Psoriasis: Enduring And Managing An Over-Reactive Immune System
Psoriasis is a chronic skin condition, which means it can flare up most unexpectedly.
Psoriasis is an autoimmune condition skin which results in itchiness and discomfort. Some visible signs could be inflammation, like raised plaques and scales on the skin. It is no secret that the skin condition can cause both physical and emotional distress. Psoriasis can make one very self-conscious, especially when in company. The first thing to remember, if you are a socially active person, is to take comfort because psoriasis is not contagious. Also, since there’s no cure for it, one has to learn to manage it and get the best treatment available to contain it. It’s common enough for psoriasis to rear its head during early adulthood (ages 15-25), but again, there is no hard and fast rule about this as the symptoms can show up differently for every person.
Medical research reveals that the immune system and genetics play a big role in the development of psoriasis, which could cause the skin condition to be passed onto the kids from their biological parents. If you have a family history of psoriasis, look for early triggers in your environment that could set it off. Some suggested steps to prevent further outbreaks are to avoid such triggers, live healthy and take good care of your skin.
It can be easy for a patient to confuse psoriasis with another skin condition–eczema. However, though both are skin conditions causing similar symptoms such as discoloured skin, a rash and itching, what differentiates psoriasis is that its plaques cause areas of thick skin covered in scales. Eczema causes a rash of dry and bumpy skin. It is also, typically, accompanied by more intense itching than psoriasis.
Types of Psoriasis
This autoimmune condition, which causes inflammation in your skin, can appear in several parts of the body including elbows and knees, face, inside the mouth, the scalp, finger and toe nails, lower back and genitals.
- Plaque psoriasis (psoriasis vulgaris) - features thick areas of discoloured skin covered with scales or plaques on the trunk, knees, or elbows. Almost 80% to 90% of people are said to suffer from this type
- Inverse psoriasis - Appears in the folds of the skin, such as the genitals. Plaques are thin and have no scales
- Guttate psoriasis - This condition may occur after a strep throat
- Erythrodermic psoriasis - Much more severe, this type impacts on a large surface area. It results in major discoloration and shedding of the skin
- Sebopsoriasis - Typically affecting the face and scalp as bumps and plaques with a greasy, yellow scale
- Nail psoriasis - Discoloration, pitting in fingernails and toenails
- Psoriatic arthritis - This causes joint pain and swelling. Some skin inflammations can develop damage to the joints, which should be dealt with in the early stages to stem the further flaring up of the arthritis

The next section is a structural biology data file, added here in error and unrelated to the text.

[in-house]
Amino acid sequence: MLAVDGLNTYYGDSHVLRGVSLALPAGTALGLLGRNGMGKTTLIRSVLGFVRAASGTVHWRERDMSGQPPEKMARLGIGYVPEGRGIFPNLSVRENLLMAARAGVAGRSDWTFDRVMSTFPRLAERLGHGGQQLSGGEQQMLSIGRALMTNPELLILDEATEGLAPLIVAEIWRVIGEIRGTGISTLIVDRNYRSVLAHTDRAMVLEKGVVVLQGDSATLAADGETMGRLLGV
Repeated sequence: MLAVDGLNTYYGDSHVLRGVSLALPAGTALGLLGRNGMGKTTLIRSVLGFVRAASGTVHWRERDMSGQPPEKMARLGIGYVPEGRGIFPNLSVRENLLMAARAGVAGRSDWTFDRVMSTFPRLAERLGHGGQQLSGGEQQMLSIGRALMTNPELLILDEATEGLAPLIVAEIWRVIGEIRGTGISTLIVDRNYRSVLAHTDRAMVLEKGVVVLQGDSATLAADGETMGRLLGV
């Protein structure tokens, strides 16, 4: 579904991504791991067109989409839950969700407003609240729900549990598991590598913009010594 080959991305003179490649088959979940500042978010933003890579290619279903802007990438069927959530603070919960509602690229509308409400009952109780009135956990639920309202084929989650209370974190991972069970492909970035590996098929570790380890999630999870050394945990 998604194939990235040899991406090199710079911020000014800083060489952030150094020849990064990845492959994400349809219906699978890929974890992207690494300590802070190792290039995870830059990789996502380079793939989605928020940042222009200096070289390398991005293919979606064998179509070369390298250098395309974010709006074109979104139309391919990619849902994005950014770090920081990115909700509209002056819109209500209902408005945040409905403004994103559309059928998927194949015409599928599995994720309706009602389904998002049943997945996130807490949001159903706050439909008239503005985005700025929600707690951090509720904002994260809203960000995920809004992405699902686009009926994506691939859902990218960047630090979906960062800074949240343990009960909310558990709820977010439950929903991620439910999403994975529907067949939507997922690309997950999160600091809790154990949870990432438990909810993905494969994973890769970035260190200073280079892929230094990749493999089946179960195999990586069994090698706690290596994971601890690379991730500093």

Symptoms of psoriasis
Common symptoms of psoriasis are tiny bumps on the skin, which get bigger. These plaques appear to be discoloured and scaly. While the surface scales shed easily, the ones underneath are lumped together. The burgeoning rash creates lesions or a large area of skin damage. Symptoms of inflammation can range from mild to severe. One can also have itchiness, dry skin, pitted nails, and sometimes, joint pain.
Don’t scratch the plaque as the broken skin can lead to infection, which can be dangerous. Fever or severe pain and swelling indicate infection. You should contact your doctor immediately.
Causes and Triggers of Psoriasis
Though family history is likely to bring on psoriasis, the chief culprit is an over-reactive immune system, which brings about inflammation of the skin. Your immune system is conditioned to fight and destroy invasions from bacteria etc. to keep you healthy and it’s normal for new skin cells to replace old skin cells in about 30 days; however, an over-reactive immune system messes up this timeline by mistakenly attacking healthy skin cells and changing this growth to three to four days. This speeding up of skin cell growth, against the norm, creates scales and frequent skin shedding on top of skin plaques. Common triggers for a psoriasis outbreak are emotional stress, infection, skin injuries such as abrasions, and cuts, medications like lithium, high blood pressure and antimalarial drugs–and body temperature changes brought out by weather. Triggers for a flare-up can vary from person to person. Unchecked psoriasis can cause comorbidities like cardiovascular disease, type 2 diabetes, anxiety, and depression.
Management and Treatment
Though there is no known cure for psoriasis yet, one has to manage it with the appropriate relief measures and treatment. Commonly used treatments to contain the condition are steroid creams, medication, such as anthralin, to slow skin cell production, Vitamin D3 ointment, and Vitamin A or retinol creams. Treatment will, however, always depend on the mildness or severity of the skin condition.
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